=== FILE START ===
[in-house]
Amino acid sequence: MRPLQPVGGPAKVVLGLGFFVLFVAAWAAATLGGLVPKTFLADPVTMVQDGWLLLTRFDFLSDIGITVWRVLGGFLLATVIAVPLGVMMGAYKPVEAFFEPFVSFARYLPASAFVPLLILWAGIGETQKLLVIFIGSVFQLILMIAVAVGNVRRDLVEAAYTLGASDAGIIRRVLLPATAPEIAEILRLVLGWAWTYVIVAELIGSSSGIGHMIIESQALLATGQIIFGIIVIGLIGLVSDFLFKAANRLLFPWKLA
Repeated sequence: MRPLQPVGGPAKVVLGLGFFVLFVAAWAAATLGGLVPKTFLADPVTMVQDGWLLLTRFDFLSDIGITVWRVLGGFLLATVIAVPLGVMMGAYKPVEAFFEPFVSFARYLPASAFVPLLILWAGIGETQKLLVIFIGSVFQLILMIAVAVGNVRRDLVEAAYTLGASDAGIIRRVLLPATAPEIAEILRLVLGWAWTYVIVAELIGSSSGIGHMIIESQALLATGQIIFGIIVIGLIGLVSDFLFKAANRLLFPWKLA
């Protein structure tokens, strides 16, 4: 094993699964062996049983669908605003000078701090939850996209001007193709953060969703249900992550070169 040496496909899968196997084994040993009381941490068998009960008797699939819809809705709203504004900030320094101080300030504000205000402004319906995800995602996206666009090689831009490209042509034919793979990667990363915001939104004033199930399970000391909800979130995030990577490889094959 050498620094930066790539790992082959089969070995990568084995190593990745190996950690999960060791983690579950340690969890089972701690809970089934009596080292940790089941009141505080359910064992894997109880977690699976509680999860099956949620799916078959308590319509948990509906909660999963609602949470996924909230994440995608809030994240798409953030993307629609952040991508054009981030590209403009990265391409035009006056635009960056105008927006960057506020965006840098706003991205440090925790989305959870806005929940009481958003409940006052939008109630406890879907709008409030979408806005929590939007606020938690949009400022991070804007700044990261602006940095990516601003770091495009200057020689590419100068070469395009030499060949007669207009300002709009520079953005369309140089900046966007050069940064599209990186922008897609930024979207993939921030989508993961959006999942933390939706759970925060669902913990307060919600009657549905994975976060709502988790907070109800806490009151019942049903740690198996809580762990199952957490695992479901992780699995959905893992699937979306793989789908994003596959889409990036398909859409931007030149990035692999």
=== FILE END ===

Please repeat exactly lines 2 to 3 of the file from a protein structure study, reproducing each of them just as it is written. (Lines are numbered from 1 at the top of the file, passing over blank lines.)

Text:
Amino acid sequence: MRPLQPVGGPAKVVLGLGFFVLFVAAWAAATLGGLVPKTFLADPVTMVQDGWLLLTRFDFLSDIGITVWRVLGGFLLATVIAVPLGVMMGAYKPVEAFFEPFVSFARYLPASAFVPLLILWAGIGETQKLLVIFIGSVFQLILMIAVAVGNVRRDLVEAAYTLGASDAGIIRRVLLPATAPEIAEILRLVLGWAWTYVIVAELIGSSSGIGHMIIESQALLATGQIIFGIIVIGLIGLVSDFLFKAANRLLFPWKLA
Repeated sequence: MRPLQPVGGPAKVVLGLGFFVLFVAAWAAATLGGLVPKTFLADPVTMVQDGWLLLTRFDFLSDIGITVWRVLGGFLLATVIAVPLGVMMGAYKPVEAFFEPFVSFARYLPASAFVPLLILWAGIGETQKLLVIFIGSVFQLILMIAVAVGNVRRDLVEAAYTLGASDAGIIRRVLLPATAPEIAEILRLVLGWAWTYVIVAELIGSSSGIGHMIIESQALLATGQIIFGIIVIGLIGLVSDFLFKAANRLLFPWKLA